Multiple Sclerosis


What is MS?

Multiple Sclerosis is when the body’s own individual immune system attacks the tissue surrounding the nerves located in the brain, optic nerves and spinal cord

Multiple Sclerosis in specifics

Multiple Sclerosis effects your brain, optic nerves in your eyes, and your spinal chord. A fatty material known as myelin is attacked by you"re immune system. Your myelin wraps around your nerve fibers to protect them from the immune system. The outer shell is soon taken from the nerves and the nerves become damaged. The damage results in the loss of signals being capable of being sent throughout your body to give different parts direction so they can do their job successfully.

Useful video that may explain Multiple Sclerosis even further and provide personal stories who have or had it!

Multiple Sclerosis

Where is MS most common?

Multiple Sclerosis is common in regions that are located far from the equator (ex: Scandinavia and other parts of the Northern Europe)

These areas receive less sunlight;therefore, it is thought that a deficiency of vitamin D, which is what your skin receives when sunlight shines down onto it, may be involved in Multiple Sclerosis

It is said that “more than half of people with MS experience vision problems called optic and is the first sign of possible diagnoses of MS”

How is MS inherited?

Multiple Sclerosis is not directly inherited or contagious. However, having a parent or sibling with MS does increase the risk of an individual's risks of having Multiple Sclerosis. Although genetics are only a piece in the puzzle of how Multiple Sclerosis is inherited, environmental factors have been shown to increase risks of having the disease. Further research on how Multiple Sclerosis is inherited is being tested.

What is the long-term outlook for a child with MS?

Multiple Sclerosis appears to progress slower in children than in adults. The reason for this is because it is thought that a child’s developing brain and immature immune system may protect the child from quick disease progression. It is very hard to identify MS in adults;however, it is extremely more difficult to recognize symptoms and indication of MS in a child.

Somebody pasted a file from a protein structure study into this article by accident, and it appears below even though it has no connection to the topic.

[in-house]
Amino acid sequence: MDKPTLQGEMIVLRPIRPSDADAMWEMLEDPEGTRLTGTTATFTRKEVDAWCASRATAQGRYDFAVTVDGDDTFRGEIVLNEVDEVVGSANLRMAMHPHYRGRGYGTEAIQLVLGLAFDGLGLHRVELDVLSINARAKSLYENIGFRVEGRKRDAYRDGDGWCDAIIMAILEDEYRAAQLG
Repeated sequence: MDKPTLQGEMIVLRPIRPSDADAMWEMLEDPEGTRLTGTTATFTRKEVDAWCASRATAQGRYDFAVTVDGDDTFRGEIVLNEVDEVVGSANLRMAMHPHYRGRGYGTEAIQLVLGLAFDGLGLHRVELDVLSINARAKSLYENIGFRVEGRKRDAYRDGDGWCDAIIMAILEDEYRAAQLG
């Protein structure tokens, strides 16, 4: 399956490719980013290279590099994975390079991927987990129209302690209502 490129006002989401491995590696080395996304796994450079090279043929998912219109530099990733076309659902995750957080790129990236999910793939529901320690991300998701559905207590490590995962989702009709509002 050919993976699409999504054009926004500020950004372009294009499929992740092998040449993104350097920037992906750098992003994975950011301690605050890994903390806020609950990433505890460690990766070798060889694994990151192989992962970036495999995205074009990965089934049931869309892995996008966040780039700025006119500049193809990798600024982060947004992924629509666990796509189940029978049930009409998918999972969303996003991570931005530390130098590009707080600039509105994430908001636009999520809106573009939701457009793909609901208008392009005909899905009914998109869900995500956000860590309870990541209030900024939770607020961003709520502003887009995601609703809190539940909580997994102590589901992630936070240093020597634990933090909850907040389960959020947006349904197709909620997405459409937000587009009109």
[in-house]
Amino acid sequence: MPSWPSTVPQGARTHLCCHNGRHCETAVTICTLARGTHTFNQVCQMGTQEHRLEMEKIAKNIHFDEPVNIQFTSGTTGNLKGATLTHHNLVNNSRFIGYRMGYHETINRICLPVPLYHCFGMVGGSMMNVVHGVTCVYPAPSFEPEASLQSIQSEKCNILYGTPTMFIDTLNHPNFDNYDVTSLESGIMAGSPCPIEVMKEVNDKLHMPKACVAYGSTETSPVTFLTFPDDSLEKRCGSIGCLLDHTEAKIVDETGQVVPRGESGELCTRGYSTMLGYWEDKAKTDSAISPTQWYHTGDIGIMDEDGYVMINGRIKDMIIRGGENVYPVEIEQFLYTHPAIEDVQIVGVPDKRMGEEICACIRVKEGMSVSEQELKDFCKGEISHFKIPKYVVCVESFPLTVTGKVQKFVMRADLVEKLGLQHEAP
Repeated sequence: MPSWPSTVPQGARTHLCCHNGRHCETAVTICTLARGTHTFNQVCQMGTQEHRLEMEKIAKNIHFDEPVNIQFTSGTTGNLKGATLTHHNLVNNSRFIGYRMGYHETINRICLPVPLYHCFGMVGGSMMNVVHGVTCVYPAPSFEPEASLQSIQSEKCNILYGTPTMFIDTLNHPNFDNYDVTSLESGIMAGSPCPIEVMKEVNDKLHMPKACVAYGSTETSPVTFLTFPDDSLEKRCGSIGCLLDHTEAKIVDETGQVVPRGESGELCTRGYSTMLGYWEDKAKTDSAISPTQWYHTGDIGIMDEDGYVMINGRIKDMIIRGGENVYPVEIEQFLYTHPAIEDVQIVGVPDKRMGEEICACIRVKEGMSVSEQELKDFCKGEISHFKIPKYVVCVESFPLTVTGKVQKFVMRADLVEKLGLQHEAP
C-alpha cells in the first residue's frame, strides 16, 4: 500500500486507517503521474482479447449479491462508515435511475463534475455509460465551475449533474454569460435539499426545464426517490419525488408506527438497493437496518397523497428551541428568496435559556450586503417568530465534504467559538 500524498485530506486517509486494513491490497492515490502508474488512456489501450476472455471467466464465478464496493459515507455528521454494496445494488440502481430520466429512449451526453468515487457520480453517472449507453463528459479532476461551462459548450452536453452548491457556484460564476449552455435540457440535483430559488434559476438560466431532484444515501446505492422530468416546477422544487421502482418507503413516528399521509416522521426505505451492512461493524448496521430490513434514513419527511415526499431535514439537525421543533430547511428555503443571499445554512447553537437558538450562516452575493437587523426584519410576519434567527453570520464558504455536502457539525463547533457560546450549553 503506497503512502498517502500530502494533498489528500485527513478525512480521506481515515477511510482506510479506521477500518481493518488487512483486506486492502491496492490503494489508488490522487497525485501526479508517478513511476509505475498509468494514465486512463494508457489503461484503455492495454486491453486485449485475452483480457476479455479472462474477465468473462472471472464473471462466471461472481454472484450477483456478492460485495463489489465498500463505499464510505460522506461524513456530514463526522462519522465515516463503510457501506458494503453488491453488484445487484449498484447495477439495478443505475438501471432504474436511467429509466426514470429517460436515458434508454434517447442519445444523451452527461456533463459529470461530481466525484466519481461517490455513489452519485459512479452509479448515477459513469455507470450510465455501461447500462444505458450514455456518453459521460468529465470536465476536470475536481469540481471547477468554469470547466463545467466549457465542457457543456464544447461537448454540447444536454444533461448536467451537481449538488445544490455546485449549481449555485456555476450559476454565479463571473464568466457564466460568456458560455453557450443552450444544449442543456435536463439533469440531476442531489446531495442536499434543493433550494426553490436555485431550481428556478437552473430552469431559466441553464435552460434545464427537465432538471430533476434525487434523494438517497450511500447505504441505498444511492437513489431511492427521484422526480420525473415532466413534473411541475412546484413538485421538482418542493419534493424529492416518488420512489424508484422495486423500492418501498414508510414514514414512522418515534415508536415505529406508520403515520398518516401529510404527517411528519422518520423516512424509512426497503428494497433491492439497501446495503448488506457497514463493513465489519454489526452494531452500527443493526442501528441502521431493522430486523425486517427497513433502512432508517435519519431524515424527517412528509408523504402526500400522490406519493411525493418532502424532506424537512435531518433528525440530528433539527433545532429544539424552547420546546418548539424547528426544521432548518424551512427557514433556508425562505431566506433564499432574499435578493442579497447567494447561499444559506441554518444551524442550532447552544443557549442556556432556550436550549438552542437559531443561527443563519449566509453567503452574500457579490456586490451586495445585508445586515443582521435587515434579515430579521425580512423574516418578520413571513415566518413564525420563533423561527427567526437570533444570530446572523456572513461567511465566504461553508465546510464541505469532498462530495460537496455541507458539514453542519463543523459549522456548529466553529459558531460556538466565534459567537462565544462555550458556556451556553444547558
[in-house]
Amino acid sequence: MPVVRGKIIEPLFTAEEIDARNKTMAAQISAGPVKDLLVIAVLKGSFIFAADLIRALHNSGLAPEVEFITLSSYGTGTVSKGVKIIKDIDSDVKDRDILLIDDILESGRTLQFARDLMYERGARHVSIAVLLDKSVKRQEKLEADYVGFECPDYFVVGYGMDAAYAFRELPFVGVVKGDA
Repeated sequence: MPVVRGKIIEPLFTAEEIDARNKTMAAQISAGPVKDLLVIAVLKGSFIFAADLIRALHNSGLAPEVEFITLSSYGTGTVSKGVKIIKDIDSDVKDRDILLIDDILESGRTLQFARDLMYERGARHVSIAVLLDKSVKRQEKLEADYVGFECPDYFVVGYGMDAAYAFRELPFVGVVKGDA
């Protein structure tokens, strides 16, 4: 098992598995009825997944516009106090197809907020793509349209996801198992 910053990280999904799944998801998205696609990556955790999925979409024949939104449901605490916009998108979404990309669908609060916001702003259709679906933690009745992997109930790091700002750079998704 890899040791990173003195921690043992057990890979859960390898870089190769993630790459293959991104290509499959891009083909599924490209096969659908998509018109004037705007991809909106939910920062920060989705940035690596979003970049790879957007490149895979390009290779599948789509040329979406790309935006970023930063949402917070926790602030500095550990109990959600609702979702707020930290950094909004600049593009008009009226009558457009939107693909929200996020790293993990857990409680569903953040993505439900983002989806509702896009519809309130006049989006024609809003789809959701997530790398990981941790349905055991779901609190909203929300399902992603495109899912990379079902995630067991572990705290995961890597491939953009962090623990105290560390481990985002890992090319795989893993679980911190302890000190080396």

Will further assistance be needed, as the child grows older?

Of course, medical assistance will be needed if future attacks do happen as the child gets older.

MS is usually not diagnosed until you become an adult. The symptoms do occur but does not progress as quickly as when you are an adult therefore not making it very serious and the attacks light. There is of course a chance that Multiple Sclerosis can be very serious at a young age. In this case, further treatment will be needed. Although there is no cure for Multiple Sclerosis, it is not fatal. Most people have a normal life expectancy. In few cases, MS can shorten life. Many complications with this disease are preventable.

If you have MS can you have children?

Yes, you can still have children if you Multiple Sclerosis. The child may be passed down the disease but very little information is known as to how high the chances are. Multiple Sclerosis does not affect fertility or normal pregnancy progression. The medication taken for MS can increase the chances of a miscarriage and are transmitted into breast milk given to the baby. However, there is a three-to-four cancel of a child being diagnosed with Multiple Sclerosis. The positive side is, as said before, MS is not fatal and you can live a happy life with this disease.

What future research is being done on MS?

Advances in understanding and treating MS are made successfully every year. The National Multiple Sclerosis Cite is doing further research on how to stop the disease's progression , restore function and end MS.

What are the three goals for children with MS?

  • Treat attacks: use MS medication

  • Prevent future attacks: further research is being done on how to do so

  • relieve symptoms: use helpful medication


Multiple Sclerosis." Genetics Home Reference. N.p., n.d. Web. 27 Apr. 2015.Derrer, David T. "Multiple Sclerosis Pictures: MS Brain Lesions, Symptoms, Causes, Types, and Treatments." WebMD. WebMD, n.d. Web. 27 Apr. 2015.

"Frequently Asked Questions about Multiple Sclerosis." Multiple Sclerosis FAQs and MS Glossary. N.p., n.d. Web. 27 Apr. 2015.

"MS (Multiple Sclerosis) Causes: Environment, Genetics, and More." WebMD. WebMD, n.d. Web. 27 Apr. 2015.

Boyd, Jennifer. "Coping with Multiple Sclerosis." Article Details. N.p., n.d. Web. 27 Apr. 2015.

Video on what MS is:

What Is Multiple Sclerosis?